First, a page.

Every Monday, I'll be doing spoiler-free, bite-sized book/magazine reviews.
This month's issue of Clarkesworld is a reversal from my usual reviews of the magazine. The feature story, "Herding Vegetable Sheep," by Ekaterina Sedia, really caught my attention. It's not without its flaws--AOL the only brand name mentioned when it comes to consistency--but for the most part, it's a solid science fiction story. What impressed me is how Sedia tackles both the characterization and the concept with equal skill. When it comes to the former, there's no doubt that this is a very character-centric piece with the focus on Anita the grandmother. Each of the protagonists have depth and there are insights into the human condition such as "She is a high school friend, and thus our relationship combines a gradual distancing with an exaggerated sense of obligation." When it comes to the latter, Sedia covers a very modern concern, a cause that Cory Doctorow might rally against.
For the most part, Kate Baker's reading was impressive. What particularly struck me was how Baker voiced the mother who was supposed to be crying. When she speaks, she really sounds like she has a cold and perfect for the role. Aside from that, it's the usual fluent and steady voice that characterizes the other Clarkesworld podcasts.
"The Loyalty of Birds" by Rachel Sobel was decent. At times I had the sense that I've read all this before but overall, I feel that Sobel contributes something new to the high fantasy sub-genre. Like Sedia, Sobel takes a character-centric approach and we have this interplay between the main character and her ward. It's understated but the reader understands the guilt that the protagonist is suffering from at the same time delivering lines that stays true to character. The ending is also praise-worthy with its indirect approach.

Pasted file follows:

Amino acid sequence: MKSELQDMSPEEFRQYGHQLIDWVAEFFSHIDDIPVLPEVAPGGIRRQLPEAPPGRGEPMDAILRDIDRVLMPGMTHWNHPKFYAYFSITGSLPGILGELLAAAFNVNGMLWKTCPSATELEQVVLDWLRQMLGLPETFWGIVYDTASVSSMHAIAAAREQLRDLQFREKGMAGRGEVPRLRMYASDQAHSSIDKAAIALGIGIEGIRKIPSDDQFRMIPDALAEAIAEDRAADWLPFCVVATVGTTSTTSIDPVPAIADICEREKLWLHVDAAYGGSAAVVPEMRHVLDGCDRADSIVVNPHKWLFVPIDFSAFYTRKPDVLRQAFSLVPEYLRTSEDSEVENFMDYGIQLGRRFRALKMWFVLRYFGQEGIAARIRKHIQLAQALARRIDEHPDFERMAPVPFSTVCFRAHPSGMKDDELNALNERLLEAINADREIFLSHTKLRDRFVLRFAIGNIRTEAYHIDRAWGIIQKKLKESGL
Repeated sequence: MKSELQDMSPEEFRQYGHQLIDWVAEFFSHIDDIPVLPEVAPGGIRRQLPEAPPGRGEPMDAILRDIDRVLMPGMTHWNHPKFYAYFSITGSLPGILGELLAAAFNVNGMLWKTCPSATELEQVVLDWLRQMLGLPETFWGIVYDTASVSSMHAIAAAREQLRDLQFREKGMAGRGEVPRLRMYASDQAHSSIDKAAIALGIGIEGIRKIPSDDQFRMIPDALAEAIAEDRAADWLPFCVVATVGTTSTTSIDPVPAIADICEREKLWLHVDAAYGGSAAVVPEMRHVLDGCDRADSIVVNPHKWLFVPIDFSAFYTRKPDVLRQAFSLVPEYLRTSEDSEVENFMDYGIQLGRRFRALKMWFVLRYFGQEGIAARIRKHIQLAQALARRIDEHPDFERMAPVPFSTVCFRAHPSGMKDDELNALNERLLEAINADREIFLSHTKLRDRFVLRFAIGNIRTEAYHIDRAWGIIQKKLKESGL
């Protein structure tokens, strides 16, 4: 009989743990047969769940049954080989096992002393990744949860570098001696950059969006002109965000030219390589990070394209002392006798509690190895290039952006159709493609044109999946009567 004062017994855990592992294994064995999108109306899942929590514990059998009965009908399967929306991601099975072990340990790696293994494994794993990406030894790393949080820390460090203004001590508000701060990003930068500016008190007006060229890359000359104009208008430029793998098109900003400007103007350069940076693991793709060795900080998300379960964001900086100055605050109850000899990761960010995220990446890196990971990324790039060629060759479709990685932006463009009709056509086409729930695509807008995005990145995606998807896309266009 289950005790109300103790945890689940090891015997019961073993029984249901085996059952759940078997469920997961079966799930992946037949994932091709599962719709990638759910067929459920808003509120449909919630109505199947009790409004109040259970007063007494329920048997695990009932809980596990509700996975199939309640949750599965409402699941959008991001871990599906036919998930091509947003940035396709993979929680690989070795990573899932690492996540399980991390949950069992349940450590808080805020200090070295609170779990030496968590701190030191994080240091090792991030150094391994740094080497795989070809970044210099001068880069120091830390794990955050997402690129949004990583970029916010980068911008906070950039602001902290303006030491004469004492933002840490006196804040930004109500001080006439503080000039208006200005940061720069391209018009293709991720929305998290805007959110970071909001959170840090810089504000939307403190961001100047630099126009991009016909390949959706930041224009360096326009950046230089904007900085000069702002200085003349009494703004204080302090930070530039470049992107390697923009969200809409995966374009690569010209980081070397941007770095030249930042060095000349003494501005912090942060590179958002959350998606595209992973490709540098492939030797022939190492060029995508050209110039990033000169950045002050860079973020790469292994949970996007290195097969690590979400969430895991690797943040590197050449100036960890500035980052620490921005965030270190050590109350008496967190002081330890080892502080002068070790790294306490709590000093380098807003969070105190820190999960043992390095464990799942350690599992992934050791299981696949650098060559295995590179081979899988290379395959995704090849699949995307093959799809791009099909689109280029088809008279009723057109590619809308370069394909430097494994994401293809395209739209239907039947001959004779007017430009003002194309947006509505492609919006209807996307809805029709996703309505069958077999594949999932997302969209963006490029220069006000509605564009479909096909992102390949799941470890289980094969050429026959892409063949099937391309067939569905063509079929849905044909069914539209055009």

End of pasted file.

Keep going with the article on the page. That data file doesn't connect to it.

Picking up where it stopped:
Jeremy L. C. Jones interviews Tobias Buckell. It's a commendable article and gives us insight into Buckell's writing process but for the most part, it's fairly standard.
"Remake Love, Not War" by Daniel M. Kimmel isn't my cup of tea mainly because I'm not a movie buff but it does a decent job of explaining when genre movie remakes work and when they don't. As far as the writing is concerned, there's not much really to complain here as Kimmel does explains his points, but compared to the previous hard-hitting Clarkesworld non-fiction, it disappointed my expectations. Still, if you're looking to read a lighter and more mainstream piece, Kimmel delivers.
Then there's the results of the Reader's Poll which reveals the favorite stories and covers of Clarkesworld readers.
When it comes to the cover, "The Wish," by Harout Demirchyan, it's reminiscent of the artwork from Magic: The Gathering cards. This is mainly attributed to the color palette as it's brighter than the darker or neutral tones that graced the covers of Clarkesworld in the past few months. It's a great illustration, evoking more of a sense of fantasy than science fiction even if logic would dictate that the latter would be more prominent. I really enjoyed how those two genres interact in addition to its apt title which draws upon stories from tradition.
Overall this was a decent issue of Clarkesworld with me leaning more on the fiction side as far as quality is concerned.